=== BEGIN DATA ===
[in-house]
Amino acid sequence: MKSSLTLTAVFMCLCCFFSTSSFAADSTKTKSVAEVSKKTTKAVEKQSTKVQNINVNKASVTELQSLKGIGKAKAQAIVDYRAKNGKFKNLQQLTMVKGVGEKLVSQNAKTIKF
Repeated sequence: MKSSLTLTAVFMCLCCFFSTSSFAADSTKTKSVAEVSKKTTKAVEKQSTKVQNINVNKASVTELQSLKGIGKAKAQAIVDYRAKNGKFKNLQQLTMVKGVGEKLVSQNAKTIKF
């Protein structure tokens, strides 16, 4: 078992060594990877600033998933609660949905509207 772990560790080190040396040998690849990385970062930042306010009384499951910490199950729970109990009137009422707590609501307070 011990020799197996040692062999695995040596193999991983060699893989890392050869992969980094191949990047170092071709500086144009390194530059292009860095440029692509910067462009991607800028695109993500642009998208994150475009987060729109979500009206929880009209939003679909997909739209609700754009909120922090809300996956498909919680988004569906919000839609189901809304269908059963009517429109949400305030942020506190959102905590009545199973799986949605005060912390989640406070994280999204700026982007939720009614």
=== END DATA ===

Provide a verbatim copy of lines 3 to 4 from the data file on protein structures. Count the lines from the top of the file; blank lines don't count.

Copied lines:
Repeated sequence: MKSSLTLTAVFMCLCCFFSTSSFAADSTKTKSVAEVSKKTTKAVEKQSTKVQNINVNKASVTELQSLKGIGKAKAQAIVDYRAKNGKFKNLQQLTMVKGVGEKLVSQNAKTIKF
């Protein structure tokens, strides 16, 4: 078992060594990877600033998933609660949905509207 772990560790080190040396040998690849990385970062930042306010009384499951910490199950729970109990009137009422707590609501307070 011990020799197996040692062999695995040596193999991983060699893989890392050869992969980094191949990047170092071709500086144009390194530059292009860095440029692509910067462009991607800028695109993500642009998208994150475009987060729109979500009206929880009209939003679909997909739209609700754009909120922090809300996956498909919680988004569906919000839609189901809304269908059963009517429109949400305030942020506190959102905590009545199973799986949605005060912390989640406070994280999204700026982007939720009614």